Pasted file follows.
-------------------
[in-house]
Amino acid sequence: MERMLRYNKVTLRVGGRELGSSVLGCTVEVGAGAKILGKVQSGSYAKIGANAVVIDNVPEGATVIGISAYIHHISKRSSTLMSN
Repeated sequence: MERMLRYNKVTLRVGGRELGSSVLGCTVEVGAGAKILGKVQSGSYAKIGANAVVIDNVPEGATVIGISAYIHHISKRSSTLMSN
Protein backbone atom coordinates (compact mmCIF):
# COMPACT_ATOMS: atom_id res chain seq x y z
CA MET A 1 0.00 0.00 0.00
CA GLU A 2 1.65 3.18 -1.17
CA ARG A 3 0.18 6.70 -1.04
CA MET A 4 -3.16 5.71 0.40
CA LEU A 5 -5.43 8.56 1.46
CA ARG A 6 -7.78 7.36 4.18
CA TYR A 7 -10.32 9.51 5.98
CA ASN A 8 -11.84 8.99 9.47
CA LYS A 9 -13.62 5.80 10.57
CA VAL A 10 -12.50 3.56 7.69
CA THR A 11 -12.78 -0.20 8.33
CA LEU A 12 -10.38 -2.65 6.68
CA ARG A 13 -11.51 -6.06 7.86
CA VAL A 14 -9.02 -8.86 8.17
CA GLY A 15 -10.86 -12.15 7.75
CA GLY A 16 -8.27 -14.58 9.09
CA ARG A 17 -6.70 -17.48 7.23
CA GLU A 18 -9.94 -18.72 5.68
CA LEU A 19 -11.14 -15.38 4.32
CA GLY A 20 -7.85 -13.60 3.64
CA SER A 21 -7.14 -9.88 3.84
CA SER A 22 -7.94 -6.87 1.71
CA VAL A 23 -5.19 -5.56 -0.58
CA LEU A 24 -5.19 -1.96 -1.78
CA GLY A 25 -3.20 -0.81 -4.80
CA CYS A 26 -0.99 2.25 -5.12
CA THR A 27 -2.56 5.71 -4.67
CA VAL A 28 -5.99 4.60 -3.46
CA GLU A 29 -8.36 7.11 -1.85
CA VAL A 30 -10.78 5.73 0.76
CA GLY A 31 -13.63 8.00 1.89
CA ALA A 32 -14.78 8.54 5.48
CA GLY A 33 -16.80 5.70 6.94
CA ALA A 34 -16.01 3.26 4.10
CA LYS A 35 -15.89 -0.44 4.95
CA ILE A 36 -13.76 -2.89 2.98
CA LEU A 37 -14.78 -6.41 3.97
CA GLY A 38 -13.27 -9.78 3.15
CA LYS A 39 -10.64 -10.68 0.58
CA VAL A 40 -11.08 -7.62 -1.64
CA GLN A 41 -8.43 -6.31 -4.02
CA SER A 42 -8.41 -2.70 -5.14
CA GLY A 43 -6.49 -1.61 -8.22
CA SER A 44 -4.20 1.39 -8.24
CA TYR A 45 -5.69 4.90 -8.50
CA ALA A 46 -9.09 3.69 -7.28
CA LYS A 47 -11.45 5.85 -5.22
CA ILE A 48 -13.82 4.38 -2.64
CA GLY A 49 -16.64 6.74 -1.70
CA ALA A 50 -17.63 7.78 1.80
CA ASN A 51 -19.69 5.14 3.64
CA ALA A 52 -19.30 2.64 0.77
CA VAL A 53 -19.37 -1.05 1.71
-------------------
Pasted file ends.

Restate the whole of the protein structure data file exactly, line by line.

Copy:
[in-house]
Amino acid sequence: MERMLRYNKVTLRVGGRELGSSVLGCTVEVGAGAKILGKVQSGSYAKIGANAVVIDNVPEGATVIGISAYIHHISKRSSTLMSN
Repeated sequence: MERMLRYNKVTLRVGGRELGSSVLGCTVEVGAGAKILGKVQSGSYAKIGANAVVIDNVPEGATVIGISAYIHHISKRSSTLMSN
Protein backbone atom coordinates (compact mmCIF):
# COMPACT_ATOMS: atom_id res chain seq x y z
CA MET A 1 0.00 0.00 0.00
CA GLU A 2 1.65 3.18 -1.17
CA ARG A 3 0.18 6.70 -1.04
CA MET A 4 -3.16 5.71 0.40
CA LEU A 5 -5.43 8.56 1.46
CA ARG A 6 -7.78 7.36 4.18
CA TYR A 7 -10.32 9.51 5.98
CA ASN A 8 -11.84 8.99 9.47
CA LYS A 9 -13.62 5.80 10.57
CA VAL A 10 -12.50 3.56 7.69
CA THR A 11 -12.78 -0.20 8.33
CA LEU A 12 -10.38 -2.65 6.68
CA ARG A 13 -11.51 -6.06 7.86
CA VAL A 14 -9.02 -8.86 8.17
CA GLY A 15 -10.86 -12.15 7.75
CA GLY A 16 -8.27 -14.58 9.09
CA ARG A 17 -6.70 -17.48 7.23
CA GLU A 18 -9.94 -18.72 5.68
CA LEU A 19 -11.14 -15.38 4.32
CA GLY A 20 -7.85 -13.60 3.64
CA SER A 21 -7.14 -9.88 3.84
CA SER A 22 -7.94 -6.87 1.71
CA VAL A 23 -5.19 -5.56 -0.58
CA LEU A 24 -5.19 -1.96 -1.78
CA GLY A 25 -3.20 -0.81 -4.80
CA CYS A 26 -0.99 2.25 -5.12
CA THR A 27 -2.56 5.71 -4.67
CA VAL A 28 -5.99 4.60 -3.46
CA GLU A 29 -8.36 7.11 -1.85
CA VAL A 30 -10.78 5.73 0.76
CA GLY A 31 -13.63 8.00 1.89
CA ALA A 32 -14.78 8.54 5.48
CA GLY A 33 -16.80 5.70 6.94
CA ALA A 34 -16.01 3.26 4.10
CA LYS A 35 -15.89 -0.44 4.95
CA ILE A 36 -13.76 -2.89 2.98
CA LEU A 37 -14.78 -6.41 3.97
CA GLY A 38 -13.27 -9.78 3.15
CA LYS A 39 -10.64 -10.68 0.58
CA VAL A 40 -11.08 -7.62 -1.64
CA GLN A 41 -8.43 -6.31 -4.02
CA SER A 42 -8.41 -2.70 -5.14
CA GLY A 43 -6.49 -1.61 -8.22
CA SER A 44 -4.20 1.39 -8.24
CA TYR A 45 -5.69 4.90 -8.50
CA ALA A 46 -9.09 3.69 -7.28
CA LYS A 47 -11.45 5.85 -5.22
CA ILE A 48 -13.82 4.38 -2.64
CA GLY A 49 -16.64 6.74 -1.70
CA ALA A 50 -17.63 7.78 1.80
CA ASN A 51 -19.69 5.14 3.64
CA ALA A 52 -19.30 2.64 0.77
CA VAL A 53 -19.37 -1.05 1.71